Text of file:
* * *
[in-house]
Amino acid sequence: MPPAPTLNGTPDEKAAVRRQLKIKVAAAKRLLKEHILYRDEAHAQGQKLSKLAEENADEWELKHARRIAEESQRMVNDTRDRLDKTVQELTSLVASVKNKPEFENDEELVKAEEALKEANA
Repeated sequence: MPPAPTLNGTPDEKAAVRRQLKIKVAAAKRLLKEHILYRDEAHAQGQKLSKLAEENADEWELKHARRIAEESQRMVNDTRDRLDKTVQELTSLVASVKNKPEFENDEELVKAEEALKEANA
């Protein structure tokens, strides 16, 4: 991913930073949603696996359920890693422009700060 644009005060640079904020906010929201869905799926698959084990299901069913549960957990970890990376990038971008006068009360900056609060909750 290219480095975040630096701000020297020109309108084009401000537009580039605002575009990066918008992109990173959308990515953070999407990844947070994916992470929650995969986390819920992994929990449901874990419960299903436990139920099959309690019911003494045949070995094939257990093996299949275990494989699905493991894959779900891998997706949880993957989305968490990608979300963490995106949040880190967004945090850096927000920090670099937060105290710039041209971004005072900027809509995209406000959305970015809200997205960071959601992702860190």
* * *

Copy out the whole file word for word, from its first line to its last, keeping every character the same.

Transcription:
[in-house]
Amino acid sequence: MPPAPTLNGTPDEKAAVRRQLKIKVAAAKRLLKEHILYRDEAHAQGQKLSKLAEENADEWELKHARRIAEESQRMVNDTRDRLDKTVQELTSLVASVKNKPEFENDEELVKAEEALKEANA
Repeated sequence: MPPAPTLNGTPDEKAAVRRQLKIKVAAAKRLLKEHILYRDEAHAQGQKLSKLAEENADEWELKHARRIAEESQRMVNDTRDRLDKTVQELTSLVASVKNKPEFENDEELVKAEEALKEANA
């Protein structure tokens, strides 16, 4: 991913930073949603696996359920890693422009700060 644009005060640079904020906010929201869905799926698959084990299901069913549960957990970890990376990038971008006068009360900056609060909750 290219480095975040630096701000020297020109309108084009401000537009580039605002575009990066918008992109990173959308990515953070999407990844947070994916992470929650995969986390819920992994929990449901874990419960299903436990139920099959309690019911003494045949070995094939257990093996299949275990494989699905493991894959779900891998997706949880993957989305968490990608979300963490995106949040880190967004945090850096927000920090670099937060105290710039041209971004005072900027809509995209406000959305970015809200997205960071959601992702860190």